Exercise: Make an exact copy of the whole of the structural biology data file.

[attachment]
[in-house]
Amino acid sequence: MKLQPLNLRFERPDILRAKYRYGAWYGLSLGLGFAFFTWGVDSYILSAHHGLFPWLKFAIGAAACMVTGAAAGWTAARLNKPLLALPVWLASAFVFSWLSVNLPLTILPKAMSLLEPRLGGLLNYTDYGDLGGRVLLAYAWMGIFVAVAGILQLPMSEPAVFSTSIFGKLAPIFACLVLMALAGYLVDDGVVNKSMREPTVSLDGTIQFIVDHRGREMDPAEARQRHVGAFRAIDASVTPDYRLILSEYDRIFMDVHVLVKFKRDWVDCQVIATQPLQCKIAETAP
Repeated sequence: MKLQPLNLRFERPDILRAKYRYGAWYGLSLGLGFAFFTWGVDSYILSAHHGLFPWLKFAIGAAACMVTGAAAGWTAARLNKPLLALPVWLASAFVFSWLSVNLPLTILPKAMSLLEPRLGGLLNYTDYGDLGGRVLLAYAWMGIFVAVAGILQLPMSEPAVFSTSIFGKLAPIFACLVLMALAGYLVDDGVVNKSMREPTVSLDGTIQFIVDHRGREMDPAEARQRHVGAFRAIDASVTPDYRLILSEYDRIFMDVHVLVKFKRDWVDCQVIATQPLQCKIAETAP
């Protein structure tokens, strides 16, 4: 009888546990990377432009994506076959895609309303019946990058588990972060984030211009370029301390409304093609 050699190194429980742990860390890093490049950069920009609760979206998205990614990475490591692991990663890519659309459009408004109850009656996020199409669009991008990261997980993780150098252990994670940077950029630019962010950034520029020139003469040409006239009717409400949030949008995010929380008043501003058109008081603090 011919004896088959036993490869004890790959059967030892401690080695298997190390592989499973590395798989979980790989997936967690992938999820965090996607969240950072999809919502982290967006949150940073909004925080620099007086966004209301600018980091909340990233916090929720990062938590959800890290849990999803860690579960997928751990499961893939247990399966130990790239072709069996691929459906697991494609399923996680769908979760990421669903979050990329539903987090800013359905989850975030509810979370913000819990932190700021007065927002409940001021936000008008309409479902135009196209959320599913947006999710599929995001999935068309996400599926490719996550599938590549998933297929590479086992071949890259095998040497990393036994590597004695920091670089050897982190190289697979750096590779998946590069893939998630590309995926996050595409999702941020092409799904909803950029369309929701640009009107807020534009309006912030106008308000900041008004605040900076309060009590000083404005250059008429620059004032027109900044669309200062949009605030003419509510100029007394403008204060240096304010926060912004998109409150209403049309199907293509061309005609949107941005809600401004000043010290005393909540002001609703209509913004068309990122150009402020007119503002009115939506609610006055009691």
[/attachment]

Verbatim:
[in-house]
Amino acid sequence: MKLQPLNLRFERPDILRAKYRYGAWYGLSLGLGFAFFTWGVDSYILSAHHGLFPWLKFAIGAAACMVTGAAAGWTAARLNKPLLALPVWLASAFVFSWLSVNLPLTILPKAMSLLEPRLGGLLNYTDYGDLGGRVLLAYAWMGIFVAVAGILQLPMSEPAVFSTSIFGKLAPIFACLVLMALAGYLVDDGVVNKSMREPTVSLDGTIQFIVDHRGREMDPAEARQRHVGAFRAIDASVTPDYRLILSEYDRIFMDVHVLVKFKRDWVDCQVIATQPLQCKIAETAP
Repeated sequence: MKLQPLNLRFERPDILRAKYRYGAWYGLSLGLGFAFFTWGVDSYILSAHHGLFPWLKFAIGAAACMVTGAAAGWTAARLNKPLLALPVWLASAFVFSWLSVNLPLTILPKAMSLLEPRLGGLLNYTDYGDLGGRVLLAYAWMGIFVAVAGILQLPMSEPAVFSTSIFGKLAPIFACLVLMALAGYLVDDGVVNKSMREPTVSLDGTIQFIVDHRGREMDPAEARQRHVGAFRAIDASVTPDYRLILSEYDRIFMDVHVLVKFKRDWVDCQVIATQPLQCKIAETAP
């Protein structure tokens, strides 16, 4: 009888546990990377432009994506076959895609309303019946990058588990972060984030211009370029301390409304093609 050699190194429980742990860390890093490049950069920009609760979206998205990614990475490591692991990663890519659309459009408004109850009656996020199409669009991008990261997980993780150098252990994670940077950029630019962010950034520029020139003469040409006239009717409400949030949008995010929380008043501003058109008081603090 011919004896088959036993490869004890790959059967030892401690080695298997190390592989499973590395798989979980790989997936967690992938999820965090996607969240950072999809919502982290967006949150940073909004925080620099007086966004209301600018980091909340990233916090929720990062938590959800890290849990999803860690579960997928751990499961893939247990399966130990790239072709069996691929459906697991494609399923996680769908979760990421669903979050990329539903987090800013359905989850975030509810979370913000819990932190700021007065927002409940001021936000008008309409479902135009196209959320599913947006999710599929995001999935068309996400599926490719996550599938590549998933297929590479086992071949890259095998040497990393036994590597004695920091670089050897982190190289697979750096590779998946590069893939998630590309995926996050595409999702941020092409799904909803950029369309929701640009009107807020534009309006912030106008308000900041008004605040900076309060009590000083404005250059008429620059004032027109900044669309200062949009605030003419509510100029007394403008204060240096304010926060912004998109409150209403049309199907293509061309005609949107941005809600401004000043010290005393909540002001609703209509913004068309990122150009402020007119503002009115939506609610006055009691």